A rude awakening for troubled teenagers


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The Independent Online

Are the kids all right? Not really, to judge by the Traverse's theatre programme. In Simon Stephens' Morning, which concludes with words "There is only terror. There is no hope", the troubled state of today's youth is laid bare in sinister and brutal fashion.

What looks at first like a classic teen drama – two best friends in a dead-end town; one is leaving for university and the other tries to make her stay – takes a swerve into violence and darkness. Stephanie is being abandoned by her soulmate, her mother is dying and, as in Stephens' brilliant Punk Rock, adulthood is about to intrude on innocent adolescence with a sickening thud.

Stephens workshopped his "play for young people" with actors from the Lyric Hammersmith's Young Company. While a little thin in parts, its power comes from its absolute authenticity. Sean Holmes has drawn out remarkable, raw performances from his cast, with Scarlet Billham darkly glittering as the disturbed Stephanie. An atmospheric and grimly compelling watch.

Downstairs in the studio, All That Is Wrong picks up where Morning leaves off. "Everybody wants a message and there is none," says Stephanie. "We could take to the streets but it won't change anything." As if to prove her point, All That Is Wrong begins with a confusing mêlée of placards and slogans. "People before Profits" morphs into "I Shop Therefore I Am".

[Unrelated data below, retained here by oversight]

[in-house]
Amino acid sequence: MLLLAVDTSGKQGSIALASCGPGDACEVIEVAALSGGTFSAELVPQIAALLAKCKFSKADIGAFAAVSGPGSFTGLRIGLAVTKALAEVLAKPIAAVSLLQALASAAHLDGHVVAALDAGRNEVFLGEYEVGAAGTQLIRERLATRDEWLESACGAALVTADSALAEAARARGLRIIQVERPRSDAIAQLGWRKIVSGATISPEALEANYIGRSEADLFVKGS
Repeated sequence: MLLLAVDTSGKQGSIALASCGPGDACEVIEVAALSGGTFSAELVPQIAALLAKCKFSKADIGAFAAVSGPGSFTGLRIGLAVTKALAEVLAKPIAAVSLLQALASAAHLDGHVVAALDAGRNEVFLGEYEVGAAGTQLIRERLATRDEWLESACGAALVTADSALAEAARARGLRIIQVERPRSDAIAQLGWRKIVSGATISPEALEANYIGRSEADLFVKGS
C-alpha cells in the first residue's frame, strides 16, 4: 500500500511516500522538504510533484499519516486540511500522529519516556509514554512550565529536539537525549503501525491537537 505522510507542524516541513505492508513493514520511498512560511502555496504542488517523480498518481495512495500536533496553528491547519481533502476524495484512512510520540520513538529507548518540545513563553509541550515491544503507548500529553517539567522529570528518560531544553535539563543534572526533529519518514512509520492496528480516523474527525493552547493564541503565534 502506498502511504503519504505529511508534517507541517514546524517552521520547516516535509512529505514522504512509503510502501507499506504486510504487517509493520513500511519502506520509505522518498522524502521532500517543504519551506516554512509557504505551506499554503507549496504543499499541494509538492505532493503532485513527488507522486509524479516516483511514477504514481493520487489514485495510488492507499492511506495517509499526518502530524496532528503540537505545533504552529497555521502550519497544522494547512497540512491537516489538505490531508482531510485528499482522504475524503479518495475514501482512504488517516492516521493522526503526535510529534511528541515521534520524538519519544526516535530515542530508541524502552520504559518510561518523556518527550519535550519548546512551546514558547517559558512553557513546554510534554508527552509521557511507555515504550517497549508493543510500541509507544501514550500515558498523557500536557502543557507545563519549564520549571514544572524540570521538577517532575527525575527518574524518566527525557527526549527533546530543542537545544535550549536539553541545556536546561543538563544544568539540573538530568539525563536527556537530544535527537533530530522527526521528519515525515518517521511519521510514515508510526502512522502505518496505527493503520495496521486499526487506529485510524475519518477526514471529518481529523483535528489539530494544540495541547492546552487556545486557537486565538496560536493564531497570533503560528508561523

This is the latest teen work from the experimental Belgian company Ontroerend Goed, following on from their noisy, messy Once And For All We're Going To Tell You Who We Are So Shut Up And Listen and Teenage Riot. This year's offering is a far more muted affair– literally. A slight 18-year old girl (Koba Ryckewaert) walks on to the stage and draws the word "I" in its centre in chalk. Over the course of an hour, she silently covers the blackboard beneath her feet with a spider diagram of her concerns and fears, or all that is wrong, from the skinniness of her legs to Syria.

As the "play" goes on, her writing gets more feverish, the links between personal and political spooling out to a worrisome soundtrack of YouTube clips of Goldman Sachs bankers and torture victims. It is nakedly schematic, laying out the woes of the world in childish black and white, but there is something quietly urgent about Ryckewaert's commitment to her task. It's her future she's writing about, after all.